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Chapter 4. The Tissue Level of Organization

22 Introduction

This micrograph shows tissue surrounding several empty spaces. The epithelial tissue occurs at the border between the rest of the tissue and the empty spaces. The normal epithelium is composed of rectangular-shaped cells neatly organized side by side. Dark purple nuclei are clear at the bottom of the epithelial cells, where they attach to the rest of the tissue. The abnormal epithelium appears as a tangled area of purple nuclei, much thicker than the normal epithelium although no distinct cells are discernible.

Figure 1. Micrograph of Cervical Tissue. This figure is a view of the regular architecture of normal tissue contrasted with the irregular arrangement of cancerous cells. (credit: “Haymanj”/Wikimedia Commons)

Chapter Objectives

After studying this chapter, you will be able to:

  • Identify the main tissue types and discuss their roles in the human body
  • Identify the four types of tissue membranes and the characteristics of each that make them functional
  • Explain the functions of various epithelial tissues and how their forms enable their functions
  • Explain the functions of various connective tissues and how their forms enable their functions
  • Describe the characteristics of muscle tissue and how these enable function
  • Discuss the characteristics of nervous tissue and how these enable information processing and control of muscular and glandular activities

The body contains at least 200 distinct cell types. These cells contain essentially the same internal structures yet they vary enormously in shape and function. The different types of cells are not randomly distributed throughout the body; rather they occur in organized layers, a level of organization referred to as tissue. The micrograph that opens this chapter shows the high degree of organization among different types of cells in the tissue of the cervix. You can also see how that organization breaks down when cancer takes over the regular mitotic functioning of a cell.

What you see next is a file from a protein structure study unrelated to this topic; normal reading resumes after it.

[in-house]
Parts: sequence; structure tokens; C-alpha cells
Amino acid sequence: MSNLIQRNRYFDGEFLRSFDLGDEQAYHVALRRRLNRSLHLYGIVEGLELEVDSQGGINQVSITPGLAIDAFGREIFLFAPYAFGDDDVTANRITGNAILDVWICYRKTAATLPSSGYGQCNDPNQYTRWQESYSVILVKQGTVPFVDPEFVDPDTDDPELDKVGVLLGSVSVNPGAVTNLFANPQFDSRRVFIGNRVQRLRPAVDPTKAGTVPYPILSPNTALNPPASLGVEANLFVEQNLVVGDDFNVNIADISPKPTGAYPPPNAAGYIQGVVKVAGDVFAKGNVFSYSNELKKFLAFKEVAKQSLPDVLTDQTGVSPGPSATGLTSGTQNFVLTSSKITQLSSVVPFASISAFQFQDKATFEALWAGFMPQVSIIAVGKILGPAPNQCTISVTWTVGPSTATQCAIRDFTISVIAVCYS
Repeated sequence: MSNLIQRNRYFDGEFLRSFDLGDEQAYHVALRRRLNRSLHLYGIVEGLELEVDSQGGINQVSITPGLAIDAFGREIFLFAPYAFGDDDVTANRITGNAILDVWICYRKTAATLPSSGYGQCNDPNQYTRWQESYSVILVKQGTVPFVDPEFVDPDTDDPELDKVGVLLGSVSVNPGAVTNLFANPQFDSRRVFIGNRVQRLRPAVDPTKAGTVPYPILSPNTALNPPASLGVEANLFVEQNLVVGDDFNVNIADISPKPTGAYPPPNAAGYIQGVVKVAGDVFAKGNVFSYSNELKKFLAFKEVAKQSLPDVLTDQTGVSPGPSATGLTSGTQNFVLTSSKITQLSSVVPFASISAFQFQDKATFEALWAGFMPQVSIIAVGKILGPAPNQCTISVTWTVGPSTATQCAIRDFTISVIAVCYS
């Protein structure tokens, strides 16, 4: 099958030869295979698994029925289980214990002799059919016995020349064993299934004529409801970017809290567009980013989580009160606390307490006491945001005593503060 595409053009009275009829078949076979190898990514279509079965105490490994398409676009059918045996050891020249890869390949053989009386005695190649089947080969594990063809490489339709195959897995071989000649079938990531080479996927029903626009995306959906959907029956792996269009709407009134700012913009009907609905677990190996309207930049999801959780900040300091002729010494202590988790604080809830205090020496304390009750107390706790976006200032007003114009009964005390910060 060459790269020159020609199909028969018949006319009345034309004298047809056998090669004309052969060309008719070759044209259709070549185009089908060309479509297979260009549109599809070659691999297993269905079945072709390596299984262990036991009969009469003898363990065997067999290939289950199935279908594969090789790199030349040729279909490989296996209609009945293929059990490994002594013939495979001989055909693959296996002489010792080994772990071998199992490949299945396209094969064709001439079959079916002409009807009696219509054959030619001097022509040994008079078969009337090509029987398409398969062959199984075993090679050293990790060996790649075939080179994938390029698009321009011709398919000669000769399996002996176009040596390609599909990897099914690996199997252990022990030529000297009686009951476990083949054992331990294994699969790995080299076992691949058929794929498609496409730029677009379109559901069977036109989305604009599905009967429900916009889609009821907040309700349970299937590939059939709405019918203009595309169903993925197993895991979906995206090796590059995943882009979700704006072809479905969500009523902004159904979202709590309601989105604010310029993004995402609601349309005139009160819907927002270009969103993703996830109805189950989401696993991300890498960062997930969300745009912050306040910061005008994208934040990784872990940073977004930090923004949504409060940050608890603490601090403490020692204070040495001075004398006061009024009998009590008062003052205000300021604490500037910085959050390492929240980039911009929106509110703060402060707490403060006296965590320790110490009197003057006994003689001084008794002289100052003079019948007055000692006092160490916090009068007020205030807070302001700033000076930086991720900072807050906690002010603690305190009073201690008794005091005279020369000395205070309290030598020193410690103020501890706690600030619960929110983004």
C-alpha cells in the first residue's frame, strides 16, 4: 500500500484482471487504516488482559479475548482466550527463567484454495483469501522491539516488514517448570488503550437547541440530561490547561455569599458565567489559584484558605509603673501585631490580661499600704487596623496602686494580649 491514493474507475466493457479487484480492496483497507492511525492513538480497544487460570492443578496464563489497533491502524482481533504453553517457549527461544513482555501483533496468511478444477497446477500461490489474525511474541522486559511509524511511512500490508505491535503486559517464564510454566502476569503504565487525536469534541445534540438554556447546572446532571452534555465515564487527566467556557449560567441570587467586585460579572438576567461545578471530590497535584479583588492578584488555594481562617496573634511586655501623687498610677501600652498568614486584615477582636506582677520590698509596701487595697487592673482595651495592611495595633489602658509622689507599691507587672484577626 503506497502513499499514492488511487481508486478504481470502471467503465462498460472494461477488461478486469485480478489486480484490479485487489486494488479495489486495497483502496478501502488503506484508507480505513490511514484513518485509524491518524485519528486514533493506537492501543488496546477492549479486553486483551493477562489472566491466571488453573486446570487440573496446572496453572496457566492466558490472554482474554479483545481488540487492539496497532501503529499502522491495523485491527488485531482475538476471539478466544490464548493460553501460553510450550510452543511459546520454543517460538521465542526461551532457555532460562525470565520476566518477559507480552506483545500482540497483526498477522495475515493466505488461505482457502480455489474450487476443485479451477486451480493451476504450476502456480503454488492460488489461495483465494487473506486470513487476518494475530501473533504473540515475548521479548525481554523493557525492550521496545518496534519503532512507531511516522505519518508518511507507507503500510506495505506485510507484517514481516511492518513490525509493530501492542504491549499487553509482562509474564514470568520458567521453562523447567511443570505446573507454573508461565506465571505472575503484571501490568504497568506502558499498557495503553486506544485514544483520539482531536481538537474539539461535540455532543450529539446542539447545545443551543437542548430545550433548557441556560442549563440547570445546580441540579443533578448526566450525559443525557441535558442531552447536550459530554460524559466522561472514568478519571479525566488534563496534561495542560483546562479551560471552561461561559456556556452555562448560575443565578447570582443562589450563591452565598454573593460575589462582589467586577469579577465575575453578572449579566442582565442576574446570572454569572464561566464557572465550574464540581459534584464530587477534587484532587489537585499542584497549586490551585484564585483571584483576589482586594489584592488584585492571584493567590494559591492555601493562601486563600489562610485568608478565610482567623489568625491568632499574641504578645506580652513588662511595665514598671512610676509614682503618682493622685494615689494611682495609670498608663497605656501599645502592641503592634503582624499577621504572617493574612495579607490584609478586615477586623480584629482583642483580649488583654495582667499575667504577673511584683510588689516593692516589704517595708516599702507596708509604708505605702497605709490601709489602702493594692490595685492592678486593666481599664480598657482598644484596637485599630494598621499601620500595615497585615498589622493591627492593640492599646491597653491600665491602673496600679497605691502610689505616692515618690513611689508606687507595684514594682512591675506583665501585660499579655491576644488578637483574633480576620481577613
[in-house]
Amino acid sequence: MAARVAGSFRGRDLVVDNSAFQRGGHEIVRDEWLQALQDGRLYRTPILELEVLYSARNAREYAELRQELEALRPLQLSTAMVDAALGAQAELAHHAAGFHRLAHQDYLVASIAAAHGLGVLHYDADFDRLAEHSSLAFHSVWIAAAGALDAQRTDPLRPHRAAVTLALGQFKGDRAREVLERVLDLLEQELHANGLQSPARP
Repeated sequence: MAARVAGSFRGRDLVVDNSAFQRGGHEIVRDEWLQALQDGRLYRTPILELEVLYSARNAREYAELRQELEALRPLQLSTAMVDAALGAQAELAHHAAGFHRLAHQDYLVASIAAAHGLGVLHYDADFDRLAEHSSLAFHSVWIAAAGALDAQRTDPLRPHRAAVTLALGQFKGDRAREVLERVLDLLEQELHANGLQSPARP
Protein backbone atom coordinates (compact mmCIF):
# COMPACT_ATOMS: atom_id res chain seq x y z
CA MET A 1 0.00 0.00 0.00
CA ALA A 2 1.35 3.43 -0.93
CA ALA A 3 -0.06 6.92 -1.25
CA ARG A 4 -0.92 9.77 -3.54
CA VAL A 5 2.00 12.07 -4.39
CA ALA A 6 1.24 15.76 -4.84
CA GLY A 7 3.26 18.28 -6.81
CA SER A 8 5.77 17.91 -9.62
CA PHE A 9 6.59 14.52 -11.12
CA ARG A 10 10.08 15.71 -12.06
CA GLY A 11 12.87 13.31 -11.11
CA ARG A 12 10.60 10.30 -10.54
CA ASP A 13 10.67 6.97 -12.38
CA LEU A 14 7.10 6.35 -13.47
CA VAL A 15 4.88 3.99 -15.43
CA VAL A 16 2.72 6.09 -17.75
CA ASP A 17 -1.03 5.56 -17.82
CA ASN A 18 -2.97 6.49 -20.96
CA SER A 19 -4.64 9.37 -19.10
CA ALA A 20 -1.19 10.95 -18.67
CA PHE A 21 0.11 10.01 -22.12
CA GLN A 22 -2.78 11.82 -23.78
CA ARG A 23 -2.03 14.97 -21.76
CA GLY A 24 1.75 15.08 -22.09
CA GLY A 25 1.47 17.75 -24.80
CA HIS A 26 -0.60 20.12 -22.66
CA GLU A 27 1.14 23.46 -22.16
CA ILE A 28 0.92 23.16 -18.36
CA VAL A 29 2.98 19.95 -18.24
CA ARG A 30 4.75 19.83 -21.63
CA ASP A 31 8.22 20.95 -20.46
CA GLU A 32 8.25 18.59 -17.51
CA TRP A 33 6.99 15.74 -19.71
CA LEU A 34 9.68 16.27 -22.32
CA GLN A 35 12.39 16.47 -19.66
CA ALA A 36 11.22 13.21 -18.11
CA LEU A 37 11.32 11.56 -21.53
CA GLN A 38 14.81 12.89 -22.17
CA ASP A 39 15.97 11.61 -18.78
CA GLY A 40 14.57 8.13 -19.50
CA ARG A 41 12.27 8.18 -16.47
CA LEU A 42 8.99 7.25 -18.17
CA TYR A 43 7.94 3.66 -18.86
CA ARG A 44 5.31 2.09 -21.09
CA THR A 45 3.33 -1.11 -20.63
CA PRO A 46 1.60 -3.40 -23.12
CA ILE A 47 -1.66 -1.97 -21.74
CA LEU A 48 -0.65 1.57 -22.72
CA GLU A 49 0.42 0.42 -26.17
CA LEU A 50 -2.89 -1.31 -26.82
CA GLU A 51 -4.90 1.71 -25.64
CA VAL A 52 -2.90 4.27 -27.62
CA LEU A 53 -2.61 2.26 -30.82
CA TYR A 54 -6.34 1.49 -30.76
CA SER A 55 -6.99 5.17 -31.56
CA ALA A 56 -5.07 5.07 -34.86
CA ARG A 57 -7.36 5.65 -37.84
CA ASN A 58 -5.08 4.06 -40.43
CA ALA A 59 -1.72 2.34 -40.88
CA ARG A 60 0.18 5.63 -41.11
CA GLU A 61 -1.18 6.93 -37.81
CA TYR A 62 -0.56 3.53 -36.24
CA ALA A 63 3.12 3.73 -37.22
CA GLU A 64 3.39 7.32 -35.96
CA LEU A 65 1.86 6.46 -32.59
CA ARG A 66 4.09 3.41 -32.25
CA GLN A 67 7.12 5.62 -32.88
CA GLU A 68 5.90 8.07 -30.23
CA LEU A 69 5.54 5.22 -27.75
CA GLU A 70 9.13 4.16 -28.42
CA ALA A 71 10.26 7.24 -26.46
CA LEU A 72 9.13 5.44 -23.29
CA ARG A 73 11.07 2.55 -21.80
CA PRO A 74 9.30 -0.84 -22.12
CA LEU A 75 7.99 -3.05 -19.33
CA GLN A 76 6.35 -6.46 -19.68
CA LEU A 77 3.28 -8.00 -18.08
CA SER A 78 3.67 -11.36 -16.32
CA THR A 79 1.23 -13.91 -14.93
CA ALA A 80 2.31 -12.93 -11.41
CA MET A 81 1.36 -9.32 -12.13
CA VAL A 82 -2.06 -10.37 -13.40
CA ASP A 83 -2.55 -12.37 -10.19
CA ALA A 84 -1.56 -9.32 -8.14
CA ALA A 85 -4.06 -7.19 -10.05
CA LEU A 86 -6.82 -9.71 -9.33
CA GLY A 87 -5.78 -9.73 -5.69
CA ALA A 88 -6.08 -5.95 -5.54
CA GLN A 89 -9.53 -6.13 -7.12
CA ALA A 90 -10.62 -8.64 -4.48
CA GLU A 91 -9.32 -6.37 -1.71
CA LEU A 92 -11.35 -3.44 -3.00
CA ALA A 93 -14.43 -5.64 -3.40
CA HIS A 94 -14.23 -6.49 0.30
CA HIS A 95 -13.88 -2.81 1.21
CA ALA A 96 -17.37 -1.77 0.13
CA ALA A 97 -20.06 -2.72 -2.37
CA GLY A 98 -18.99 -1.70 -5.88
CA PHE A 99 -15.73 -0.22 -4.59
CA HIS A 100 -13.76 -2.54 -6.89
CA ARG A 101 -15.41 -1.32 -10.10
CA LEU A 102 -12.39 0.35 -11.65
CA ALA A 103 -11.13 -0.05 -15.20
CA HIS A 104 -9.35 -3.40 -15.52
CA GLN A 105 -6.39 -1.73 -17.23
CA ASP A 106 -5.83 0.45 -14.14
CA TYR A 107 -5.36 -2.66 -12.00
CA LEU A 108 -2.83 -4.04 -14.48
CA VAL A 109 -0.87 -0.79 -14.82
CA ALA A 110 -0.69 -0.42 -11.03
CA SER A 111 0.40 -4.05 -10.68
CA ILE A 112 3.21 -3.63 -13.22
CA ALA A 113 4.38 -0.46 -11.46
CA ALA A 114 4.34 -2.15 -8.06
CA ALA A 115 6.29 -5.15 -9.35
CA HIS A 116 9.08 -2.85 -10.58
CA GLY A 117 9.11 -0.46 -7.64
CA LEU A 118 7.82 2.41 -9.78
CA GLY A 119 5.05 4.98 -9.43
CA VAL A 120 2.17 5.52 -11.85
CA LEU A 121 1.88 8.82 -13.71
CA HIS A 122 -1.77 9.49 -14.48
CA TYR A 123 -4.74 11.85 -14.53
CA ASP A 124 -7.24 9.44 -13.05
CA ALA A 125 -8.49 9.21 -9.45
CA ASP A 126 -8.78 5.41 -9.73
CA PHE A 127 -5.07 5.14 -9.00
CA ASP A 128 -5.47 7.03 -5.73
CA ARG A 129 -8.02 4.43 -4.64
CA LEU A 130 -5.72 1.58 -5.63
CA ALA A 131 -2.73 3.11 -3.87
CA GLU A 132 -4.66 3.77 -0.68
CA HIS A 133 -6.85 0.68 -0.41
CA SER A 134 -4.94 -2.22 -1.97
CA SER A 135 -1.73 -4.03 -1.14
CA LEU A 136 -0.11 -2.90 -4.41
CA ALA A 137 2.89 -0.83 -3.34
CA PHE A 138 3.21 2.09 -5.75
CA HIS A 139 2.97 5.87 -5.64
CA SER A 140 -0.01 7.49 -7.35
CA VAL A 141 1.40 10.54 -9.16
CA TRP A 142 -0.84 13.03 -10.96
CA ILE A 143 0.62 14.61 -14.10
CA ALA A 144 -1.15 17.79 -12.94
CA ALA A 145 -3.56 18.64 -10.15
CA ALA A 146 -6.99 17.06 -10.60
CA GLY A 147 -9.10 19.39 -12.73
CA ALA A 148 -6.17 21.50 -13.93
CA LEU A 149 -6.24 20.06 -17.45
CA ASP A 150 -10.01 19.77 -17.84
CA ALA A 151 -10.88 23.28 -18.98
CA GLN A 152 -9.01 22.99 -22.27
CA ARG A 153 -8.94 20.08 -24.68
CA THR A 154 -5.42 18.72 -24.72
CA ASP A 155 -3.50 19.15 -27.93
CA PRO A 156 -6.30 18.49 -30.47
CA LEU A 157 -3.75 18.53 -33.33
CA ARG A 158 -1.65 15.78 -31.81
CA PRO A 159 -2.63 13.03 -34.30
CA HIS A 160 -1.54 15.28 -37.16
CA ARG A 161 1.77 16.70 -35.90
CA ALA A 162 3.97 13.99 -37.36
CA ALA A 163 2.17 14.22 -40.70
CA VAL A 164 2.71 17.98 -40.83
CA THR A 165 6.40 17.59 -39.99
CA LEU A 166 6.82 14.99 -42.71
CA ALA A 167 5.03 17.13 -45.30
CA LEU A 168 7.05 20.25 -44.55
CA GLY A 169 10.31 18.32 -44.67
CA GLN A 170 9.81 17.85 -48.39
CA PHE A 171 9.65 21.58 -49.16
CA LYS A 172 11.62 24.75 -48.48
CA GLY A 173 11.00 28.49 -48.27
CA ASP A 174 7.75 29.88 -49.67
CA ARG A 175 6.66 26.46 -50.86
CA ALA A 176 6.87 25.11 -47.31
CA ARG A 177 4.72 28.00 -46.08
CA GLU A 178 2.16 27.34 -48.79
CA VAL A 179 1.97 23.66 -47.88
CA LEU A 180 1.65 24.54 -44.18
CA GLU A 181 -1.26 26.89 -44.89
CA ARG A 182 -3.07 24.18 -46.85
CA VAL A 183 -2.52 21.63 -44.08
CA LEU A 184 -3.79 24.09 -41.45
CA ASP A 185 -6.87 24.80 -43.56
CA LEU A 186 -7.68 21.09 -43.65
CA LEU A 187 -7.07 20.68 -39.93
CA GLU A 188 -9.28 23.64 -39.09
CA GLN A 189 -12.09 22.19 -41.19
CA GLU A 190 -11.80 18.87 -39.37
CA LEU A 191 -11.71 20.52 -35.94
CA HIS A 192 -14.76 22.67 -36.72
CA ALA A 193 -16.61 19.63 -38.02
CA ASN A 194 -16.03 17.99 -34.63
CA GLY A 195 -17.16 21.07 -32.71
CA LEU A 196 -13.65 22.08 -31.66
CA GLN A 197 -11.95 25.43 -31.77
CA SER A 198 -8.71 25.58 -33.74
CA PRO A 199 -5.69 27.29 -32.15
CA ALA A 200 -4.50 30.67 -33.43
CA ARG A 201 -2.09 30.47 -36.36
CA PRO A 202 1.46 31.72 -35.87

The variety in shape reflects the many different roles that cells fulfill in your body. The human body starts as a single cell at fertilization. As this fertilized egg divides, it gives rise to trillions of cells, each built from the same blueprint, but organizing into tissues and becoming irreversibly committed to a developmental pathway.

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Introduction by Rice University is licensed under a Creative Commons Attribution 4.0 International License, except where otherwise noted.

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